Committee: Hank Childs (chair), Al Malony, Boyana Norris
Area Exam(Mar 2017)
Keywords: Visualization, In Situ Techniques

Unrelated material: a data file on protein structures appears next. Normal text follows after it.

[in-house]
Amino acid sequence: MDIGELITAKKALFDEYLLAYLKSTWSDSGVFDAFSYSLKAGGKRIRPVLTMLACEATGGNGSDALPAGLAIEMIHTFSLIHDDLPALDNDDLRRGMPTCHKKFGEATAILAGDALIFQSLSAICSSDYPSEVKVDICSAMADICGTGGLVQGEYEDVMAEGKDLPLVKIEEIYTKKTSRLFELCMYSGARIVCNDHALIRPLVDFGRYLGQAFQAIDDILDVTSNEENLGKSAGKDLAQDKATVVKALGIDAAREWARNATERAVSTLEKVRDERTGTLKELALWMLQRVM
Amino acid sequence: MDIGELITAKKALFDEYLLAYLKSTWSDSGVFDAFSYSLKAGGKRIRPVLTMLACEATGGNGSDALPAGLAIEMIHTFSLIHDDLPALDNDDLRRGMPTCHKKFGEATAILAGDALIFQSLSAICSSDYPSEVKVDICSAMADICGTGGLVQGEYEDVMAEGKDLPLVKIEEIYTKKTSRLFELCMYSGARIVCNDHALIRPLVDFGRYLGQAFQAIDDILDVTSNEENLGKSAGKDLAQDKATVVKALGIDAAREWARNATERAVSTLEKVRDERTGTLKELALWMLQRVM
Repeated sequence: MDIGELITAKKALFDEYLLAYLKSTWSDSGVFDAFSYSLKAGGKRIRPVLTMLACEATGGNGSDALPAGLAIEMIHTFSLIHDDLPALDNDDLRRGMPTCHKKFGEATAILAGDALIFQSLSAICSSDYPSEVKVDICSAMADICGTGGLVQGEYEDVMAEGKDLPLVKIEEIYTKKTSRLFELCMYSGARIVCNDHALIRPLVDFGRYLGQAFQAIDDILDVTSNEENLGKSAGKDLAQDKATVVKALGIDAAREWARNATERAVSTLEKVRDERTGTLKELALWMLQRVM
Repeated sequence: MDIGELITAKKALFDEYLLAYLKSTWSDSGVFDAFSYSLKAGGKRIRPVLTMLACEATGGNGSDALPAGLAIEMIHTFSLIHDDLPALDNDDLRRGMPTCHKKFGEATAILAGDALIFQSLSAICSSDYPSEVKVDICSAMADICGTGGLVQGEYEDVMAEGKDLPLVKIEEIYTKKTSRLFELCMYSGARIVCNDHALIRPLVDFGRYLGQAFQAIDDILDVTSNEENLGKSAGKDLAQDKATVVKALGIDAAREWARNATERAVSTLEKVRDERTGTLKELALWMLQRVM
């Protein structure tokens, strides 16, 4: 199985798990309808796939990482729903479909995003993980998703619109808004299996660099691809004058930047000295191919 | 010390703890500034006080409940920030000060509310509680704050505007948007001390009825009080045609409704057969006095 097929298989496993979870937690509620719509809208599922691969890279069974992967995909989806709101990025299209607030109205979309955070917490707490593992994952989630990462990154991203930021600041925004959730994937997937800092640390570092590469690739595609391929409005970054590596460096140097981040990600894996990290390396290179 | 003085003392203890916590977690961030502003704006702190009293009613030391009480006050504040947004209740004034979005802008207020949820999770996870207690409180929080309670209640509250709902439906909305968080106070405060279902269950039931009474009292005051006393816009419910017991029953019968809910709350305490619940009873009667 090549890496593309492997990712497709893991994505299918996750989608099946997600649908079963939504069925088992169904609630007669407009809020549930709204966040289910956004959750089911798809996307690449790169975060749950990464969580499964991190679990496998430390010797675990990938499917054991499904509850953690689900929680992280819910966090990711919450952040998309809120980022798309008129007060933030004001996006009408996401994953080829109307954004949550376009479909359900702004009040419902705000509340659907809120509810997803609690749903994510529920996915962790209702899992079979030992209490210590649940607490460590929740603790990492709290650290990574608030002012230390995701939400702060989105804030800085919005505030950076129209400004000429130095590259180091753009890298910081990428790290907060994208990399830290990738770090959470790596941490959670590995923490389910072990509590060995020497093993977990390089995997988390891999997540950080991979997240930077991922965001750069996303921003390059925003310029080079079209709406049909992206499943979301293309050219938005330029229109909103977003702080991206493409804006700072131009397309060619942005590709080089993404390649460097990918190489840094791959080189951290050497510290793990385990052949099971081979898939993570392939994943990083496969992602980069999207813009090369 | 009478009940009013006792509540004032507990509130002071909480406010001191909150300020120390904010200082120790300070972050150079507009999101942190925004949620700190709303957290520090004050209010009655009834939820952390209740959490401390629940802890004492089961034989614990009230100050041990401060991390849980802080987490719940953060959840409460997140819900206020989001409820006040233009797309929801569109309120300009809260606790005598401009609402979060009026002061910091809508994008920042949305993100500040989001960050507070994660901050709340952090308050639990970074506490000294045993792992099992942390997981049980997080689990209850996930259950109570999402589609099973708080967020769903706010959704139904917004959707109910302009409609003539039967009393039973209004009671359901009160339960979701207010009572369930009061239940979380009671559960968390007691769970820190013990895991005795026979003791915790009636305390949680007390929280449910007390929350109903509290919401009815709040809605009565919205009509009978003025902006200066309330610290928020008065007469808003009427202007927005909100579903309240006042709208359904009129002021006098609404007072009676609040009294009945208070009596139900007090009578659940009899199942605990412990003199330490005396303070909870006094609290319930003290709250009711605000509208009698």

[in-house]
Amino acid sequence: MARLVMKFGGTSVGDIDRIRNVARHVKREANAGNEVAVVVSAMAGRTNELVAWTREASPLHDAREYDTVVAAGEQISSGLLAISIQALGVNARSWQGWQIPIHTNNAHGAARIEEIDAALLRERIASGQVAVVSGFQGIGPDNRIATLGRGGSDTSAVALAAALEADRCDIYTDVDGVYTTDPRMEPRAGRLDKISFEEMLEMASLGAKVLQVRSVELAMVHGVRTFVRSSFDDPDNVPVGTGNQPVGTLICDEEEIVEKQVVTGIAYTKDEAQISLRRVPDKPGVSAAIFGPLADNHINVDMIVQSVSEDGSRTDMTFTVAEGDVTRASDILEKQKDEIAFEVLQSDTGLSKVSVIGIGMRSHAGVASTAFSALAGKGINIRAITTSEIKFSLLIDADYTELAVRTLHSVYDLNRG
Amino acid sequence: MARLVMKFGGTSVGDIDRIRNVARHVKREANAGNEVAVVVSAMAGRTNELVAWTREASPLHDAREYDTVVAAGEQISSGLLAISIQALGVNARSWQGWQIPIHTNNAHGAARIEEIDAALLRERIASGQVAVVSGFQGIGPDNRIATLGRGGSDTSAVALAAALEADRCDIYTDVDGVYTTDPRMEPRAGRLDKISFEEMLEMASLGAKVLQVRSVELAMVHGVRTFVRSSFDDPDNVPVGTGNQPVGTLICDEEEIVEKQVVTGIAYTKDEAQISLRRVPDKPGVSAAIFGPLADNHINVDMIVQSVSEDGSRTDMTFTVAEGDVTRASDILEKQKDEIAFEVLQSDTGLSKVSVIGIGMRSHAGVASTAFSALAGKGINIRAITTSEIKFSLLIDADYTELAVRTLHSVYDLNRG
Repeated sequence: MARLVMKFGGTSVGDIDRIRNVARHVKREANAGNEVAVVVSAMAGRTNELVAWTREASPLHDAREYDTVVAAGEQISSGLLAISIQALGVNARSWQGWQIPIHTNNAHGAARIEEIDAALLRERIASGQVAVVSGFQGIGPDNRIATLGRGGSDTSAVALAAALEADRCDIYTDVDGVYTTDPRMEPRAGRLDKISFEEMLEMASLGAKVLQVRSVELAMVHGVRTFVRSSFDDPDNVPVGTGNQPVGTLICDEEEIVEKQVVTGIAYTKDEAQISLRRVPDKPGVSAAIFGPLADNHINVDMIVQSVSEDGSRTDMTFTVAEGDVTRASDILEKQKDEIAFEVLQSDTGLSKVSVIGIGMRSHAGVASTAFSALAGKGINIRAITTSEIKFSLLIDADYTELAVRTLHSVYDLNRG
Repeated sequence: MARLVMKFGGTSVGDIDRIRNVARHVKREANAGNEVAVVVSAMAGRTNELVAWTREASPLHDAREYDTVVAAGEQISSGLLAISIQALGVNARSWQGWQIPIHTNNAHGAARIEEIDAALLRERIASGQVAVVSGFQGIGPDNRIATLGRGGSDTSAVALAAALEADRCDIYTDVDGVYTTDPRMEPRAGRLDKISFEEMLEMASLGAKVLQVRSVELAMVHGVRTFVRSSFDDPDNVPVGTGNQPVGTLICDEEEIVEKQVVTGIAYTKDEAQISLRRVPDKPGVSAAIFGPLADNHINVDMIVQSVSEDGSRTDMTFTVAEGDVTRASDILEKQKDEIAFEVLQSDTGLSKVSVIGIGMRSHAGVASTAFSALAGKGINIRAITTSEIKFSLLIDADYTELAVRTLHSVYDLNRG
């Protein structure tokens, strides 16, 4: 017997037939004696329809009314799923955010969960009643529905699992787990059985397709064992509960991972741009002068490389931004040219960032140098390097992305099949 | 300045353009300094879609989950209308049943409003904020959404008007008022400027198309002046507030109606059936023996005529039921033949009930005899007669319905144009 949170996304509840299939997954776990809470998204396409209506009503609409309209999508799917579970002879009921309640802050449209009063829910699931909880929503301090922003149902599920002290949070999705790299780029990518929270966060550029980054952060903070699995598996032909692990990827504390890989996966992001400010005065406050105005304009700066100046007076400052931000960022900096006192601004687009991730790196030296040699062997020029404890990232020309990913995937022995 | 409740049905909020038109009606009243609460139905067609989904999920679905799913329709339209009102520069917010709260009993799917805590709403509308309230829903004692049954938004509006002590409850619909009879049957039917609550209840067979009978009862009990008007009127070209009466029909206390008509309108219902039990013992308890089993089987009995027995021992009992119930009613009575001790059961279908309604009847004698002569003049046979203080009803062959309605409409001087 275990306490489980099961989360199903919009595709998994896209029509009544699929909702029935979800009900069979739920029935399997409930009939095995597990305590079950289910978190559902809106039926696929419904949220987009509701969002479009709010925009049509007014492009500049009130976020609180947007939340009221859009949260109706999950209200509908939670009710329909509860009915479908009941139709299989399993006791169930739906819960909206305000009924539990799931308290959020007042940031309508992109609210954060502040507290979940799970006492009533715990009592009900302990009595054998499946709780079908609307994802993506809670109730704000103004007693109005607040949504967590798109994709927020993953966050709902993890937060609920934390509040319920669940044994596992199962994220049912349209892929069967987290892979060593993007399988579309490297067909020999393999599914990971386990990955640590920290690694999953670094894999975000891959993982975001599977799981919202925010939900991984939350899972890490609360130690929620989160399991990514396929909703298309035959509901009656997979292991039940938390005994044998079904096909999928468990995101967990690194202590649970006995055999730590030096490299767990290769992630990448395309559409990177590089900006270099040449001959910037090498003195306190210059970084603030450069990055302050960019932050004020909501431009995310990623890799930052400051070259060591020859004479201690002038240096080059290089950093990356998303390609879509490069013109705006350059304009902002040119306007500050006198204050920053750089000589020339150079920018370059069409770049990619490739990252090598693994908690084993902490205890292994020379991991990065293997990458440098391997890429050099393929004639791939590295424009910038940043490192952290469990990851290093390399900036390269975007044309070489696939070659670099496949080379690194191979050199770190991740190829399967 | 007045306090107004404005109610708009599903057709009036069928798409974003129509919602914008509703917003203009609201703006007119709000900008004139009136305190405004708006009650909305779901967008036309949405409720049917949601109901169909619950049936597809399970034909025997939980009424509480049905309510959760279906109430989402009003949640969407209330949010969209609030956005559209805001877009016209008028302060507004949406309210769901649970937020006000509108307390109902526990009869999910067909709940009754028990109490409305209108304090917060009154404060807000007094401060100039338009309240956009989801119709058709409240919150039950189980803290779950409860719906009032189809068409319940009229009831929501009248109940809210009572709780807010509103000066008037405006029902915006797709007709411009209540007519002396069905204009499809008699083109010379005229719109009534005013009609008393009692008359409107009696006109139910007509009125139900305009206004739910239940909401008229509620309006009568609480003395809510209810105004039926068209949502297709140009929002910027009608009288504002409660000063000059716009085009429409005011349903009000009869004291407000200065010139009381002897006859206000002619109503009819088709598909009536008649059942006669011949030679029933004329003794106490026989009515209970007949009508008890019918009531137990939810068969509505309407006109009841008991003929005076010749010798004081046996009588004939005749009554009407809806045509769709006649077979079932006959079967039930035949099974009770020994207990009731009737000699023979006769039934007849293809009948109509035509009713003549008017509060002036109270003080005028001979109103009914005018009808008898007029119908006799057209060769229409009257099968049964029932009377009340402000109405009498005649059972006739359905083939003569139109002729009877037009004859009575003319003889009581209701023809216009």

Scientific visualization for exascale computing is very likely to require in situ processing. Traditional simulation checkpointing and post hoc visualization will likely be unsustainable on future systems at current trends due to the growing gap between I/O bandwidth and FLOPS. As a result, the majority of simulation data may be lost if in situ visualization techniques are not deployed. In situ visualization in this paradigm will be given unprecedented access to simulation output, potentially being able to process all relevant simulation output at every simulation time step, allowing for very high temporal fidelity compared to traditional post hoc visualization. However, this access poses many challenges in terms of data management, resource management and sharing, algorithm development and design, and implementation approaches. Currently, the community primarily relies on two in situ techniques: tightly coupled (on the same resource as the simulation) and loosely coupled (not sharing resources with the simulation). Each of these approaches have positive and negative factors which affect their performance under different simulation, resource, and visualization type constraints. Meaning, that for every given visualization task, it is not generally known which method would give the best performance on every data type, architecture, and set of resource constraints. Due to the lack of research and development on this topic it is still an open research problem requiring future research.